Business skills for dance

by frank-stuart

Are you passionate about dance and want to teach others? If starting a dance studio is a dream of yours, and you have the qualifications, then starting your own dance business can become a reality. Running a dance studio can allow you to make money by doing something you love, while making professional use of your dance qualification. Like mastering the art of dance, turning your passion into a business requires hard work and a disciplined, professional approach. On the other hand, when you love what you’re doing, it may hardly feel like work at all!

Here are some hints to help you go about successfully starting a dance studio…

Identify your target market

Work out who your customers might be. You might offer classes for people in all age groups with all levels of ability, or you may tailor your classes to children or people interested in ballroom dancing. Once you’ve identified what kind of students you will be targeting, you need to start looking at ways to promote your business.


In today’s wired world, you’ll need a website just to keep up with the competition when starting a dance studio. Make your website a tool for prospective students to be able to quickly and easily access information about your studio. If you’re not a tech wizard, consider hiring a web designer to help construct your website and make sure it’s search-engine friendly. Social media applications such as Facebook and Twitter can also be effective marketing tools, although don’t ignore more traditional marketing methods such as flyers and local newspaper ads.

The best form of advertising remains word-of-mouth referral, so your main goal should be to get people through the door. Offer special introductory classes at your studio and perhaps at local schools (where you might target mums as well as children).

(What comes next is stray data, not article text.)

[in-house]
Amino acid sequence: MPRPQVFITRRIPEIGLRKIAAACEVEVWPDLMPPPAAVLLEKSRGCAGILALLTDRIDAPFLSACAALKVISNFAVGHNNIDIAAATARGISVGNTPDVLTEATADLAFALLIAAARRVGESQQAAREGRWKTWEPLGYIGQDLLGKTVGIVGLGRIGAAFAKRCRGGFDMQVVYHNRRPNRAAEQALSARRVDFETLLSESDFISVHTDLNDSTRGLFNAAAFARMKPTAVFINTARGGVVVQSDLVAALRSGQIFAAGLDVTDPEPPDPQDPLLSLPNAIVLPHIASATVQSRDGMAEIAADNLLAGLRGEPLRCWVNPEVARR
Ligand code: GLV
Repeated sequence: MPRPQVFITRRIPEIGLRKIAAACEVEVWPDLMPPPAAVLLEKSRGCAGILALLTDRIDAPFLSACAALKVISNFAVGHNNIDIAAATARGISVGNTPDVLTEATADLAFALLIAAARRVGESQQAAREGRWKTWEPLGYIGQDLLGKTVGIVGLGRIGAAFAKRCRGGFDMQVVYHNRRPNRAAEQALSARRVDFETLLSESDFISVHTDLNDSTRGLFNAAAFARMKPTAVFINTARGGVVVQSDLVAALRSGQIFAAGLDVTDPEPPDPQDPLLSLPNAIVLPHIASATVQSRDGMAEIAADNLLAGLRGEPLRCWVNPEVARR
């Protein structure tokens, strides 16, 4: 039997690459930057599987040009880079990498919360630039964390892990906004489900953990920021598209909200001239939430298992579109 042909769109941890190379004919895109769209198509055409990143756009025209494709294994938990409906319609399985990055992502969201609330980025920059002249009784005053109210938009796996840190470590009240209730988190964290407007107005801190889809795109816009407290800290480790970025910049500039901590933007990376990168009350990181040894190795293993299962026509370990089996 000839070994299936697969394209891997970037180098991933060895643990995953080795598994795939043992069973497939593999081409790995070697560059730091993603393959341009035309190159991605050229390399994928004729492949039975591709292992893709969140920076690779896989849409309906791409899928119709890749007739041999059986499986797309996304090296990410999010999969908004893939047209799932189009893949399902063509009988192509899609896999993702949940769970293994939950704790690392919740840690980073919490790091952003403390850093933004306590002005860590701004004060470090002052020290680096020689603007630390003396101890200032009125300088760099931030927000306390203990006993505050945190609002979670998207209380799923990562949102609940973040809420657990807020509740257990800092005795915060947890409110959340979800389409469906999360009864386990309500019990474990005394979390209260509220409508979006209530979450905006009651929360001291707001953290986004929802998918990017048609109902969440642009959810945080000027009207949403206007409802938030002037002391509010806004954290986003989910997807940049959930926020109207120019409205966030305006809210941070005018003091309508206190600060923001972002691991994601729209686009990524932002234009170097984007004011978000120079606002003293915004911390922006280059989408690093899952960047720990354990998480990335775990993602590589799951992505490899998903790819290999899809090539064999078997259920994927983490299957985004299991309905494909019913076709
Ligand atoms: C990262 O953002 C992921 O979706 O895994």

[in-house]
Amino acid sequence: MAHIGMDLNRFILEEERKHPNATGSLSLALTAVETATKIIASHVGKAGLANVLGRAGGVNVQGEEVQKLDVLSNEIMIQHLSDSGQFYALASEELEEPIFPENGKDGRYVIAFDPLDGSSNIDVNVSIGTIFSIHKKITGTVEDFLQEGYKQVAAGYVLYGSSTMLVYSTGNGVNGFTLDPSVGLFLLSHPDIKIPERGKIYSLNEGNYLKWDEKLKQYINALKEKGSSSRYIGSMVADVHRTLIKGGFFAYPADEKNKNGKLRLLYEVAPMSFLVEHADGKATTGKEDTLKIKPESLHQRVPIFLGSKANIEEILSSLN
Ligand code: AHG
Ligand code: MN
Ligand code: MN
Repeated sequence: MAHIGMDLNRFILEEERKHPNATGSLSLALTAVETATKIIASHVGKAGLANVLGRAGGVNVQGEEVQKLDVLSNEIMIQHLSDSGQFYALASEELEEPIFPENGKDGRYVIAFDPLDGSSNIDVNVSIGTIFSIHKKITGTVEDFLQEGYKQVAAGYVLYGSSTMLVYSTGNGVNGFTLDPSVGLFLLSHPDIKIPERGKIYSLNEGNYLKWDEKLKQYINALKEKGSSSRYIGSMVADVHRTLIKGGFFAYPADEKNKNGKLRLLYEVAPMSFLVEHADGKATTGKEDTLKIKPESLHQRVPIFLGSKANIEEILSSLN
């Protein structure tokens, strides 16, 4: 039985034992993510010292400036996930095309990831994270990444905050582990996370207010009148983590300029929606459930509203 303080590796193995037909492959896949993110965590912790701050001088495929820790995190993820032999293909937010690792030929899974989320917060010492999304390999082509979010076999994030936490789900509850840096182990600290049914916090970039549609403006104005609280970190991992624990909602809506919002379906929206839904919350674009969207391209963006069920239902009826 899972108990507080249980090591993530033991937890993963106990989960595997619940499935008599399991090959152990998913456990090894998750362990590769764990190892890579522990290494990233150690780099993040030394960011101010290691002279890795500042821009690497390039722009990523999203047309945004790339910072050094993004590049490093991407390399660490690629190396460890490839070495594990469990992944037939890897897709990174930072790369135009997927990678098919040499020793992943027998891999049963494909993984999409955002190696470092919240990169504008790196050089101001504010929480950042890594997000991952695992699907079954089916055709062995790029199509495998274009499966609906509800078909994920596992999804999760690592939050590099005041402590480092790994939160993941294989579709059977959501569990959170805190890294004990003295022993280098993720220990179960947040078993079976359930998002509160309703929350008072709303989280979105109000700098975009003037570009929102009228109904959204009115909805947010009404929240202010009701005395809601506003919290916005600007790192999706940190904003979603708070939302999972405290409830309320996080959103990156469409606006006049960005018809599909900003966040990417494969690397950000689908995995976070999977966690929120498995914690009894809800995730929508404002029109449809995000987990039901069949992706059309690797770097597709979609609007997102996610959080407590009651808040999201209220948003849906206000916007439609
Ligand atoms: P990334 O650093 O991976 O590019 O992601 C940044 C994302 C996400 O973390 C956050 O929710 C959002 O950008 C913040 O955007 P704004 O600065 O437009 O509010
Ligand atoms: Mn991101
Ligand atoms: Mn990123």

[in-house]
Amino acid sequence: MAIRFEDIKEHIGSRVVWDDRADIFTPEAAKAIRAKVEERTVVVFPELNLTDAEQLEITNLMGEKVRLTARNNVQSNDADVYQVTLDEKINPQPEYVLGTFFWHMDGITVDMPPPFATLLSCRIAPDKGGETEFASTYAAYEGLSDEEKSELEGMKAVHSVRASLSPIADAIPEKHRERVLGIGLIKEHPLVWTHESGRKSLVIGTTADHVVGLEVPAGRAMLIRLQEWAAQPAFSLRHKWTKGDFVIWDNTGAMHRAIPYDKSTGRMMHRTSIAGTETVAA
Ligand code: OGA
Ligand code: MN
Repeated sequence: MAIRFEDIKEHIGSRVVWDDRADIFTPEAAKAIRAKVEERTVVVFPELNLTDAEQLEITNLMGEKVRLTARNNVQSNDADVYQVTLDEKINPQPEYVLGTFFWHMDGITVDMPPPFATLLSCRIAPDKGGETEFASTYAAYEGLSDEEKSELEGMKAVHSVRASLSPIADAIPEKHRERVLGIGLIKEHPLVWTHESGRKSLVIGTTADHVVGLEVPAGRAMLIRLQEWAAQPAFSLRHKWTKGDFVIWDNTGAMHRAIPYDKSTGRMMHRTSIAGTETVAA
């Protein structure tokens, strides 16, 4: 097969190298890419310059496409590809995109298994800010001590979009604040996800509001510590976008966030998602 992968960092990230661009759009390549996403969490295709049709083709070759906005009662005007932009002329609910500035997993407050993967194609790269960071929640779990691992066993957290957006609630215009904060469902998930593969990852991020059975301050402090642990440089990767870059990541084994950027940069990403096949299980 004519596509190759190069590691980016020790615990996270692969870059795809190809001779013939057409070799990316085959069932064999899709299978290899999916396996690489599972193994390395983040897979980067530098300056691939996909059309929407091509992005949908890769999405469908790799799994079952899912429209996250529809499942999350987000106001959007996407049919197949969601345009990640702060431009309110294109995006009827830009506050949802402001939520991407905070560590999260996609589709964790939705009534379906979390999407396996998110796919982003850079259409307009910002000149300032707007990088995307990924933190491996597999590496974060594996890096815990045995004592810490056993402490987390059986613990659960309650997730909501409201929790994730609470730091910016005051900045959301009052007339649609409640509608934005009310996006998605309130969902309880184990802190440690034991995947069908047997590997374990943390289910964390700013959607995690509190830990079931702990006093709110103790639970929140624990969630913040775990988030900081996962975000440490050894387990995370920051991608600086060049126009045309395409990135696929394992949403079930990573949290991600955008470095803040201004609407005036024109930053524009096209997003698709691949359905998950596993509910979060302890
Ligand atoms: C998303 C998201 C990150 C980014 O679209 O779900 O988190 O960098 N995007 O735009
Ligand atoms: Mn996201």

It’s very important to find studio space in an area that helps maximise your client base. Do your research to find out what is available, and consider factors such as available parking, accessibility and visibility of signage to passing pedestrians and/or vehicle occupants. You might be able to hire a dance hall to start with, or you might be able to offer lessons in a community centre.


Like anyone starting a new business, you’ll need to have a handle on your expenses. Your main outlay may be the costs of renting space, or if you own the building, there will be taxes such as council rates. Other expenses can include staff salaries, advertising, equipment and insurance. Understanding your costs will help you work out what you should charge for classes.


As you can see, there are a number of issues to think about if you are considering starting a dance studio and as well as knowing how to dance, you need some idea of how to run a business.

To get your career in dance instruction started, check out the dance courses offered by ACPE. They provide theoretical and practical experience that support graduates interested in pursuing a range of dance related career opportunities including teaching dance and managing a business.

Visit ACPE website >

study at acpe » make a course enquiry

[contact-form-7 404 "Not Found"]